All of the Successful People I Know Have One Thing in Common

One of the perks of my job is that I am fortunate to sit in meetings with the leadership of the organization — President/CEO, COO, CFO, VP’s, fellow directors, managers, whomever.

I sit at the table and am regularly a part of teams that make decisions that affect the organization and its thousands of employees, both immediately and for years to come.

This isn’t a #humblebrag, because I’m often the lowest-ranked and least experienced person in the room and, as such, usually don’t say a word. Yet, being in that position allows me to take everything in. I’ve worked for global multinationals and not-for-profits. I’ve been in organizations that make a lot of money and I’ve had my salary frozen for a few years. I’ve seen it from all angles. And while I’ve learned a great deal in my nearly two decades-long career, I’ve noticed that every successful person and strong leader — regardless of their age, race, gender, education, or background — has had one thing in common: they ask smart questions.

They look, listen, and observe. They read the room, the tenor of the meeting, and can foresee where it’s headed. Based on that, they’ll make a seemingly basic inquiry that will lead the discussion in the direction they want it to go. If it’s already headed where they want it to go, the question will further propel the group in that direction; if it is not, then the question will subtly shift the discussion back to where they want it to be. A question can be a thread to pull on and the best ones get everyone in the room thinking and, like a brainstorming session, often open the door to more — and better — ideas or solutions.

Questions are important, and not only because they help you expand your knowledge and education. If you’re in the early stages of your career, a good question not only shows that you’re an active listener and engaged in the discussion, but also illustrates what you can bring to the group and the organization without being so gauche as to say it directly. Say little, so that when you do speak, it carries more weight. If you think of it in Godfather terms, you want to be viewed as Michael Corleone, not Sonny or, heaven forbid, Fredo.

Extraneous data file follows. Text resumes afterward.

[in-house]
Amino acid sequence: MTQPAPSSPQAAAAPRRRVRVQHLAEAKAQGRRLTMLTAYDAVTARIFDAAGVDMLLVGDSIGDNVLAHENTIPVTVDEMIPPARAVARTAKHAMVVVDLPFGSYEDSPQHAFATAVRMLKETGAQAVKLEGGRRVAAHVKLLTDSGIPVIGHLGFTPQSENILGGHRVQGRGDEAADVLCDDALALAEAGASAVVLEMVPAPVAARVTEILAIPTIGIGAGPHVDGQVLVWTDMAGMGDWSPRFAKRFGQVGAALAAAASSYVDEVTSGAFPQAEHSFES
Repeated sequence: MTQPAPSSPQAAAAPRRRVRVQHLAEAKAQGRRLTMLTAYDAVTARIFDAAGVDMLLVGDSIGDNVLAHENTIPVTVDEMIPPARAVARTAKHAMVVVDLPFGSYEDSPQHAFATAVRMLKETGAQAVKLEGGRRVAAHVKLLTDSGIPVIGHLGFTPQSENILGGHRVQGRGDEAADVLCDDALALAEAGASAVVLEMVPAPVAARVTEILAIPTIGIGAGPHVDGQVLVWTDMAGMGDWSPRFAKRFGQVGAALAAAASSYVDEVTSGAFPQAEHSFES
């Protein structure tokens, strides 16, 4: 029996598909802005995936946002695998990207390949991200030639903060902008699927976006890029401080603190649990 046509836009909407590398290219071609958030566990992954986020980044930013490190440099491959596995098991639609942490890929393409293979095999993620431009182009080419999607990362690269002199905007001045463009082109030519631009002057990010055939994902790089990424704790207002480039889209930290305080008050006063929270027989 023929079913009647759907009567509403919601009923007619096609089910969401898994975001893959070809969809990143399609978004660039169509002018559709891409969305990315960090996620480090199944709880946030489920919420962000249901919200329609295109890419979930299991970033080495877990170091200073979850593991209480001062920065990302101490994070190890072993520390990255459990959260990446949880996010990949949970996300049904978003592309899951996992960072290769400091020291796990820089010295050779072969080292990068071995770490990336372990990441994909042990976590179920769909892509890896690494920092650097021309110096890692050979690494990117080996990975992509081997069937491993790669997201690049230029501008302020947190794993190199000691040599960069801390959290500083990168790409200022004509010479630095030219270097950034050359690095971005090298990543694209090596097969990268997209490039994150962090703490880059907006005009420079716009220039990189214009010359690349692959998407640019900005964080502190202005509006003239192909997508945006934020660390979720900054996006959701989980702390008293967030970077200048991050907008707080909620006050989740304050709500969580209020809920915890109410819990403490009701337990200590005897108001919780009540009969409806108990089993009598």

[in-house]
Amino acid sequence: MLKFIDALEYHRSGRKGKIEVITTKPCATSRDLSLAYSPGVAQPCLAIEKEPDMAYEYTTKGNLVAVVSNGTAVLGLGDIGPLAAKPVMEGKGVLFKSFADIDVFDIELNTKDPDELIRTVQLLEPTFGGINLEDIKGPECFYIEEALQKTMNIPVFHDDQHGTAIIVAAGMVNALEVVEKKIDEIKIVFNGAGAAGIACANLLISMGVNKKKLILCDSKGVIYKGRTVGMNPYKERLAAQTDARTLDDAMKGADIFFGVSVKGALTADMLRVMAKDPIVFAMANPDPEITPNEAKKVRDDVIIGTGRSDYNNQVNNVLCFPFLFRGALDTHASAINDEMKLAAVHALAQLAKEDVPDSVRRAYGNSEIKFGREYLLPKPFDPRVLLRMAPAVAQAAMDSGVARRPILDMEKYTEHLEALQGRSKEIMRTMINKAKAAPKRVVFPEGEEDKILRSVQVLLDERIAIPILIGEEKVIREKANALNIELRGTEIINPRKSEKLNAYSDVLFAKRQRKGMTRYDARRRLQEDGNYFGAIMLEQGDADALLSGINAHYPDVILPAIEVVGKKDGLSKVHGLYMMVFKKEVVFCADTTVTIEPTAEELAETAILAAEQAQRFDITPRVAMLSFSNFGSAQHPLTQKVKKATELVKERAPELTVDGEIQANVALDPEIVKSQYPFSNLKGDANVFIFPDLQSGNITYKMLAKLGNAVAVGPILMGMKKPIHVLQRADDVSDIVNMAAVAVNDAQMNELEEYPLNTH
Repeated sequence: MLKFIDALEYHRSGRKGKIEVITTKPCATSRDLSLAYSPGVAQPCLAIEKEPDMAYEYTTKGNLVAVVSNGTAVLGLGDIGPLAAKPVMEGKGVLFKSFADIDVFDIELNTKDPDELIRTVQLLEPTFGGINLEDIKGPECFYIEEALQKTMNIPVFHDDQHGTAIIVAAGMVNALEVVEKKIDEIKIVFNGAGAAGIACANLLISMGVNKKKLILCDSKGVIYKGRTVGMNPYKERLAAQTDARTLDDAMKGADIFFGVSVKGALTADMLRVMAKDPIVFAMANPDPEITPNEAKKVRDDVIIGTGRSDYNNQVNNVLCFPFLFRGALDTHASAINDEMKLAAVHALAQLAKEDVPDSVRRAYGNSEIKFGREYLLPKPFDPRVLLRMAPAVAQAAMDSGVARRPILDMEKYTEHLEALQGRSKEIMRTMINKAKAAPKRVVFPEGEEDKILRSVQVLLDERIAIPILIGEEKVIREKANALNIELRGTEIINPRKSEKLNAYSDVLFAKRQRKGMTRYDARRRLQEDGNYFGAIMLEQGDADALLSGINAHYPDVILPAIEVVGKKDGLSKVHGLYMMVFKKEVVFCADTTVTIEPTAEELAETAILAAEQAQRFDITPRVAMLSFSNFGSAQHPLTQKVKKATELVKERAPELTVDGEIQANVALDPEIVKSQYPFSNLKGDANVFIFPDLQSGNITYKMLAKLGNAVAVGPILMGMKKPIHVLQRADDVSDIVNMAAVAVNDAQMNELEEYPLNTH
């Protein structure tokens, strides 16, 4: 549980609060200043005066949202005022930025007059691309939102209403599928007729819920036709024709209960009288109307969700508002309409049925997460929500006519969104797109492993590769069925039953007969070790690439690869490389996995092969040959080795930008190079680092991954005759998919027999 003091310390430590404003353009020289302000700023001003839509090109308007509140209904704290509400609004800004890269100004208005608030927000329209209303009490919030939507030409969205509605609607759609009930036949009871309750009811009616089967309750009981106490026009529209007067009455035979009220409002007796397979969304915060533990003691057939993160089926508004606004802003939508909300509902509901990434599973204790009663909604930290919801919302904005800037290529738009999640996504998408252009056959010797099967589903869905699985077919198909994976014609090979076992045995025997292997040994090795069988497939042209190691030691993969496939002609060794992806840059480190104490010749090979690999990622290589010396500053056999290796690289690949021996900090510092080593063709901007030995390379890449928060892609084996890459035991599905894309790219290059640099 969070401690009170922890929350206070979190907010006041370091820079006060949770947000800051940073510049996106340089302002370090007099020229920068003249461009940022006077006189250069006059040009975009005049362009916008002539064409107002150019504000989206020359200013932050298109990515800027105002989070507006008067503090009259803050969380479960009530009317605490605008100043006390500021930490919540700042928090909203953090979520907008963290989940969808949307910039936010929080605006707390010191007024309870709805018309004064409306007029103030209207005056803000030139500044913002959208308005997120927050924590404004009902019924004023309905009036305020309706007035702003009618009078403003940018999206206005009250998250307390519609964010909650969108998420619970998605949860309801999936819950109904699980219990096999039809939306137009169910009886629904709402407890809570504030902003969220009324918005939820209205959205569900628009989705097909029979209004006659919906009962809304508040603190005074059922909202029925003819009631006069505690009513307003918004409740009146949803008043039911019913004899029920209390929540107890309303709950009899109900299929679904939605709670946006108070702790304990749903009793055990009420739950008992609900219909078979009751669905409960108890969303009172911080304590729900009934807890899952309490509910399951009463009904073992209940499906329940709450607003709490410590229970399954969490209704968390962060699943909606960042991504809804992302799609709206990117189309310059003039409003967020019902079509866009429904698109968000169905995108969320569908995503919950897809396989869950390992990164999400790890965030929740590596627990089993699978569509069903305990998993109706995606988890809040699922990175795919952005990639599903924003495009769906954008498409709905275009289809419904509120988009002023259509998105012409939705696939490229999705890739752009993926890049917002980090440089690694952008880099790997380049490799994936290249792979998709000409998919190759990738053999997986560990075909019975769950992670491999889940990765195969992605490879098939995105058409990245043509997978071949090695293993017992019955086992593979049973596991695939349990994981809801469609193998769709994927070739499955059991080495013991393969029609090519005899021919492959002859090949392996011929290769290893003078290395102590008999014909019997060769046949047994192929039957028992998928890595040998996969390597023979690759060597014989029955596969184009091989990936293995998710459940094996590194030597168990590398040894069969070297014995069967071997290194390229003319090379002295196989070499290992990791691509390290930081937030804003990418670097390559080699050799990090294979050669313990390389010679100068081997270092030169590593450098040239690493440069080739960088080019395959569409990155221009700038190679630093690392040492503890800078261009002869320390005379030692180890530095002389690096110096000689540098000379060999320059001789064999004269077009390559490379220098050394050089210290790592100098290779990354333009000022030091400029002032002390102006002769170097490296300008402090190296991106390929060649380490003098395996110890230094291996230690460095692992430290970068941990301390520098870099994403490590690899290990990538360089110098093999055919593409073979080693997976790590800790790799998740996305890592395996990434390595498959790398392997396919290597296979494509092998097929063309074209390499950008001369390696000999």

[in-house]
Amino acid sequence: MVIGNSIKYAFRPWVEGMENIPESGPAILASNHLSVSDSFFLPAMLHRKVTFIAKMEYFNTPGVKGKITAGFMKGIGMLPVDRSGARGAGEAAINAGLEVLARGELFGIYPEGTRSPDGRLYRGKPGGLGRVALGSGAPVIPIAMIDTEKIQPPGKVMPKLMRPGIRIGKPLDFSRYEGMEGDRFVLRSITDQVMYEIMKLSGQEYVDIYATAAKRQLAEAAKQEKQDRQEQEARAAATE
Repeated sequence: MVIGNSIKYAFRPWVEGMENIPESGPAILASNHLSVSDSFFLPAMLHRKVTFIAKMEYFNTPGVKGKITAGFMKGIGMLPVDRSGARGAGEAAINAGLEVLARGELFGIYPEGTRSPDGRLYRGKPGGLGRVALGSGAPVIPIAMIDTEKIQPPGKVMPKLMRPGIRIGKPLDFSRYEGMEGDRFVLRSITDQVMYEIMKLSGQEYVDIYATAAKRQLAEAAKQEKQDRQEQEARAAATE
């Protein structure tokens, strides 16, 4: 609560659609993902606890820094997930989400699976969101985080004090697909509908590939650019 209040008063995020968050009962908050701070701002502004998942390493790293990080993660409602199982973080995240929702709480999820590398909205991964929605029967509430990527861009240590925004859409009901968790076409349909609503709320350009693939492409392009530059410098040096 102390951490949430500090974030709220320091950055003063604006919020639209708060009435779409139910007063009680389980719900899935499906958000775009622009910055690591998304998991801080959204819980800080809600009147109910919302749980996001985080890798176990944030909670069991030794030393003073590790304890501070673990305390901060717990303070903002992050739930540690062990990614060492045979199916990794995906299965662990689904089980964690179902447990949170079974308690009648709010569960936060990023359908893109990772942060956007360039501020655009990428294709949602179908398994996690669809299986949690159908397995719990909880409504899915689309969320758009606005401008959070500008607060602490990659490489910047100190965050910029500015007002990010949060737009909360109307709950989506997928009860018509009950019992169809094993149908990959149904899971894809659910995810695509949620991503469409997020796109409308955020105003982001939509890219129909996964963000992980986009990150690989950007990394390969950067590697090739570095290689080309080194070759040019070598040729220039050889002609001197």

Occasionally, the questions to which I’m referring are specific and detailed, but more often than not, they take on a general tone. The best are framed not as accusatory or even explanatory, but rather as educational. Those in leadership will begin with a qualifier such as, “I’m no expert in this field,” or “Forgive my ignorance,” and then will pose a query that proves just how much they truly understand.

A declarative statement pushes people away, but an interrogative one pulls them in. Put another way, “a question,” as Ryan Holiday said at the end of his appearance on Brian Koppelman’s podcast in 2016 (1:00:10 mark), “is disarming.”

So the next time you find yourself hoping to make a good impression or are eager to contribute something, ask a question that clearly was posed with some thought.

You will never be disappointed in the reaction.


Christopher Pierznik’s nine books are available in paperback and Kindle. Check out more of his writing at MediumHis work has appeared on XXL, Cuepoint, Business InsiderThe CauldronMedium, Fatherly, Hip Hop Golden Age, and many more. Subscribe to his monthly newsletter or follow him on Facebook or Twitter.

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Published by Christopher Pierznik

Christopher Pierznik is the author of 9 books and has contributed to numerous websites on a variety of topics including music, sports, movies, TV, personal finance, and life. He works in corporate finance and lives in northern New Jersey with his family. His dream is to one day be a member of the Wu-Tang Clan.

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